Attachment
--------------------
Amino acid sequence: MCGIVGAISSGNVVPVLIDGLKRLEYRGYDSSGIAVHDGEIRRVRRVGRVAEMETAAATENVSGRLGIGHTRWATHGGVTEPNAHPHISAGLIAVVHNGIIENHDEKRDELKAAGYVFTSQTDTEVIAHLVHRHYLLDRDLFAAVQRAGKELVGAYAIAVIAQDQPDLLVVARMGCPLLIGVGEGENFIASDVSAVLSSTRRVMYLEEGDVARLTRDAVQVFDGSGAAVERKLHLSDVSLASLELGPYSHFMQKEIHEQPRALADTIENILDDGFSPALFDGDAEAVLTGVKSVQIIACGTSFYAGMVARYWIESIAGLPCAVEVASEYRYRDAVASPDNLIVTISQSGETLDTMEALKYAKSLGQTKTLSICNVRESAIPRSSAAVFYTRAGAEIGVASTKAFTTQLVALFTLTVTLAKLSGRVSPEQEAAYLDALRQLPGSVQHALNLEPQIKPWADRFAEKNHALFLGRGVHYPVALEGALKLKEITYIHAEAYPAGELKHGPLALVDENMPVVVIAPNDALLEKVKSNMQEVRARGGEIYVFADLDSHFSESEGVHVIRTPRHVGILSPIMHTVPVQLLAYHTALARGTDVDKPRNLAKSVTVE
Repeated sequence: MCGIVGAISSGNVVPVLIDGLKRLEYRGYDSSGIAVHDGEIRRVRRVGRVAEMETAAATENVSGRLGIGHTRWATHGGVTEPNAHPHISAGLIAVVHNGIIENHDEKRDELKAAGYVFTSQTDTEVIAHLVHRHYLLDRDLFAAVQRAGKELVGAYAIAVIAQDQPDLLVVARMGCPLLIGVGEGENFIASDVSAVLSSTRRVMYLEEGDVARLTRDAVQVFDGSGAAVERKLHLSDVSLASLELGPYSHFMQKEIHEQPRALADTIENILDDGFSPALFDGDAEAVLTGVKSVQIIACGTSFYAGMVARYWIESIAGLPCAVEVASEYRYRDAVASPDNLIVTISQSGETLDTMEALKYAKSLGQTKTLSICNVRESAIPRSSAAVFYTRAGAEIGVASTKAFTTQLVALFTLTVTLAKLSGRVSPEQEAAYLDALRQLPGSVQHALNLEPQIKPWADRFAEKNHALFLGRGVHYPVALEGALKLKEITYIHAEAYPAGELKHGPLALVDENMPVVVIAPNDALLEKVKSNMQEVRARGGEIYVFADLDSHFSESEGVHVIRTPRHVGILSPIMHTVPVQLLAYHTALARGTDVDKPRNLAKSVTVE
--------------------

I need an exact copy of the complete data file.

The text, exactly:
Amino acid sequence: MCGIVGAISSGNVVPVLIDGLKRLEYRGYDSSGIAVHDGEIRRVRRVGRVAEMETAAATENVSGRLGIGHTRWATHGGVTEPNAHPHISAGLIAVVHNGIIENHDEKRDELKAAGYVFTSQTDTEVIAHLVHRHYLLDRDLFAAVQRAGKELVGAYAIAVIAQDQPDLLVVARMGCPLLIGVGEGENFIASDVSAVLSSTRRVMYLEEGDVARLTRDAVQVFDGSGAAVERKLHLSDVSLASLELGPYSHFMQKEIHEQPRALADTIENILDDGFSPALFDGDAEAVLTGVKSVQIIACGTSFYAGMVARYWIESIAGLPCAVEVASEYRYRDAVASPDNLIVTISQSGETLDTMEALKYAKSLGQTKTLSICNVRESAIPRSSAAVFYTRAGAEIGVASTKAFTTQLVALFTLTVTLAKLSGRVSPEQEAAYLDALRQLPGSVQHALNLEPQIKPWADRFAEKNHALFLGRGVHYPVALEGALKLKEITYIHAEAYPAGELKHGPLALVDENMPVVVIAPNDALLEKVKSNMQEVRARGGEIYVFADLDSHFSESEGVHVIRTPRHVGILSPIMHTVPVQLLAYHTALARGTDVDKPRNLAKSVTVE
Repeated sequence: MCGIVGAISSGNVVPVLIDGLKRLEYRGYDSSGIAVHDGEIRRVRRVGRVAEMETAAATENVSGRLGIGHTRWATHGGVTEPNAHPHISAGLIAVVHNGIIENHDEKRDELKAAGYVFTSQTDTEVIAHLVHRHYLLDRDLFAAVQRAGKELVGAYAIAVIAQDQPDLLVVARMGCPLLIGVGEGENFIASDVSAVLSSTRRVMYLEEGDVARLTRDAVQVFDGSGAAVERKLHLSDVSLASLELGPYSHFMQKEIHEQPRALADTIENILDDGFSPALFDGDAEAVLTGVKSVQIIACGTSFYAGMVARYWIESIAGLPCAVEVASEYRYRDAVASPDNLIVTISQSGETLDTMEALKYAKSLGQTKTLSICNVRESAIPRSSAAVFYTRAGAEIGVASTKAFTTQLVALFTLTVTLAKLSGRVSPEQEAAYLDALRQLPGSVQHALNLEPQIKPWADRFAEKNHALFLGRGVHYPVALEGALKLKEITYIHAEAYPAGELKHGPLALVDENMPVVVIAPNDALLEKVKSNMQEVRARGGEIYVFADLDSHFSESEGVHVIRTPRHVGILSPIMHTVPVQLLAYHTALARGTDVDKPRNLAKSVTVE